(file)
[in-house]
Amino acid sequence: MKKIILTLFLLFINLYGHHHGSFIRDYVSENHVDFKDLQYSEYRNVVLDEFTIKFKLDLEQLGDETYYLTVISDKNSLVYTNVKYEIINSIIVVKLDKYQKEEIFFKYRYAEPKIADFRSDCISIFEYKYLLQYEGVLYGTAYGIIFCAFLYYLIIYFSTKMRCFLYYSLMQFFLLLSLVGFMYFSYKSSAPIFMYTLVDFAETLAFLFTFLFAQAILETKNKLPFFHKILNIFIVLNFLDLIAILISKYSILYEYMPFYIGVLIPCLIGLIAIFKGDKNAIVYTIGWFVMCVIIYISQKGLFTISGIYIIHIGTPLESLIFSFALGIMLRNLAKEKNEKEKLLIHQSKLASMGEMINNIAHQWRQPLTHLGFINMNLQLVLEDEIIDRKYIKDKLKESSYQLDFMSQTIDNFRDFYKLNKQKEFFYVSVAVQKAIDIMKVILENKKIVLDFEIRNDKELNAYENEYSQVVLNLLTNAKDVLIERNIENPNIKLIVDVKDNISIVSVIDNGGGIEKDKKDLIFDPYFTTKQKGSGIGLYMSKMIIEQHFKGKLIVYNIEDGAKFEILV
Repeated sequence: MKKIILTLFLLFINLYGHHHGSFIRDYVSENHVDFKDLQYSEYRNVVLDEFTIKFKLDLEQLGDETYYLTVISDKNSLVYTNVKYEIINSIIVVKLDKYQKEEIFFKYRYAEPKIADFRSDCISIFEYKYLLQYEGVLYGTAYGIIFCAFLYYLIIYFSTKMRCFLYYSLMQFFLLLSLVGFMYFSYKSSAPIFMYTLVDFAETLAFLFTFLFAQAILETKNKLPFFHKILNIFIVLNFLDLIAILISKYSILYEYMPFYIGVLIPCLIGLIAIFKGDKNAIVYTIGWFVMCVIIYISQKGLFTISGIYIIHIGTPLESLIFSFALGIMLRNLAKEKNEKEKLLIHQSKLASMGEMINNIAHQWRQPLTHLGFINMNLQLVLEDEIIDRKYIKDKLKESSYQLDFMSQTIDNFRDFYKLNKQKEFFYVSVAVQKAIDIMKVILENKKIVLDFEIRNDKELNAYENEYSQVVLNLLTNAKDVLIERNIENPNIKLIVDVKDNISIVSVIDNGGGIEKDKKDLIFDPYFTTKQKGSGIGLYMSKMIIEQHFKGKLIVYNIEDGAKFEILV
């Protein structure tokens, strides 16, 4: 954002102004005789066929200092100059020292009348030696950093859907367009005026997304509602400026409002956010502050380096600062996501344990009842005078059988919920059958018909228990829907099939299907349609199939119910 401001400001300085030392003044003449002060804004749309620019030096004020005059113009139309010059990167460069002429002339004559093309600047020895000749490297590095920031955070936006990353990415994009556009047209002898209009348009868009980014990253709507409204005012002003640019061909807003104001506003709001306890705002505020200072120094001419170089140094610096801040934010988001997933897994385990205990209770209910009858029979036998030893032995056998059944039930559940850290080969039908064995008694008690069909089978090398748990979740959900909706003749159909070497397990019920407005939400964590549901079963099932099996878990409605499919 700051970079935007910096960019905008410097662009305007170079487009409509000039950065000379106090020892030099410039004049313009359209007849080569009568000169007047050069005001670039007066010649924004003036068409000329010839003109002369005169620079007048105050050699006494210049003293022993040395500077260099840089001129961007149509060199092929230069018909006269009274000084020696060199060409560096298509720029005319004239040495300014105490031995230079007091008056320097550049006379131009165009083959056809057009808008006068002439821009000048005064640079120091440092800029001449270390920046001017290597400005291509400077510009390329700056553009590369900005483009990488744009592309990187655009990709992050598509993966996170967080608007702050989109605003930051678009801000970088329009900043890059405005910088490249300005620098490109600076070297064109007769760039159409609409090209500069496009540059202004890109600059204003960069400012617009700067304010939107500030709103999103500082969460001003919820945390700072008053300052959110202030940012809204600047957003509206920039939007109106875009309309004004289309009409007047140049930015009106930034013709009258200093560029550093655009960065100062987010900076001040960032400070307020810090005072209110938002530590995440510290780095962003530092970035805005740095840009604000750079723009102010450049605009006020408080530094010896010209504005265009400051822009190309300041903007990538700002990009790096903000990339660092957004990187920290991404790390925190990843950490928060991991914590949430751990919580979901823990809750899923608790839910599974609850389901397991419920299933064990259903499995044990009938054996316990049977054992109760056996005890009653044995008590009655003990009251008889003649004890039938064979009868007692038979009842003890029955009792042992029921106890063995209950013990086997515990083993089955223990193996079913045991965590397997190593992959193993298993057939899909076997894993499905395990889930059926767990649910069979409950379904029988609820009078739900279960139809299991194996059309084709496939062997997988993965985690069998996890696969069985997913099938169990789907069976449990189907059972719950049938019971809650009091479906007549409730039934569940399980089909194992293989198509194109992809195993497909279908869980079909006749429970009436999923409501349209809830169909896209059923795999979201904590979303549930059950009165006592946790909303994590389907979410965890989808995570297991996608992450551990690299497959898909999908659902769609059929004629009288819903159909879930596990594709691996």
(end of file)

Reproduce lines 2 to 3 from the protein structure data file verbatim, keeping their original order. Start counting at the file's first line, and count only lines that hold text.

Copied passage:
Amino acid sequence: MKKIILTLFLLFINLYGHHHGSFIRDYVSENHVDFKDLQYSEYRNVVLDEFTIKFKLDLEQLGDETYYLTVISDKNSLVYTNVKYEIINSIIVVKLDKYQKEEIFFKYRYAEPKIADFRSDCISIFEYKYLLQYEGVLYGTAYGIIFCAFLYYLIIYFSTKMRCFLYYSLMQFFLLLSLVGFMYFSYKSSAPIFMYTLVDFAETLAFLFTFLFAQAILETKNKLPFFHKILNIFIVLNFLDLIAILISKYSILYEYMPFYIGVLIPCLIGLIAIFKGDKNAIVYTIGWFVMCVIIYISQKGLFTISGIYIIHIGTPLESLIFSFALGIMLRNLAKEKNEKEKLLIHQSKLASMGEMINNIAHQWRQPLTHLGFINMNLQLVLEDEIIDRKYIKDKLKESSYQLDFMSQTIDNFRDFYKLNKQKEFFYVSVAVQKAIDIMKVILENKKIVLDFEIRNDKELNAYENEYSQVVLNLLTNAKDVLIERNIENPNIKLIVDVKDNISIVSVIDNGGGIEKDKKDLIFDPYFTTKQKGSGIGLYMSKMIIEQHFKGKLIVYNIEDGAKFEILV
Repeated sequence: MKKIILTLFLLFINLYGHHHGSFIRDYVSENHVDFKDLQYSEYRNVVLDEFTIKFKLDLEQLGDETYYLTVISDKNSLVYTNVKYEIINSIIVVKLDKYQKEEIFFKYRYAEPKIADFRSDCISIFEYKYLLQYEGVLYGTAYGIIFCAFLYYLIIYFSTKMRCFLYYSLMQFFLLLSLVGFMYFSYKSSAPIFMYTLVDFAETLAFLFTFLFAQAILETKNKLPFFHKILNIFIVLNFLDLIAILISKYSILYEYMPFYIGVLIPCLIGLIAIFKGDKNAIVYTIGWFVMCVIIYISQKGLFTISGIYIIHIGTPLESLIFSFALGIMLRNLAKEKNEKEKLLIHQSKLASMGEMINNIAHQWRQPLTHLGFINMNLQLVLEDEIIDRKYIKDKLKESSYQLDFMSQTIDNFRDFYKLNKQKEFFYVSVAVQKAIDIMKVILENKKIVLDFEIRNDKELNAYENEYSQVVLNLLTNAKDVLIERNIENPNIKLIVDVKDNISIVSVIDNGGGIEKDKKDLIFDPYFTTKQKGSGIGLYMSKMIIEQHFKGKLIVYNIEDGAKFEILV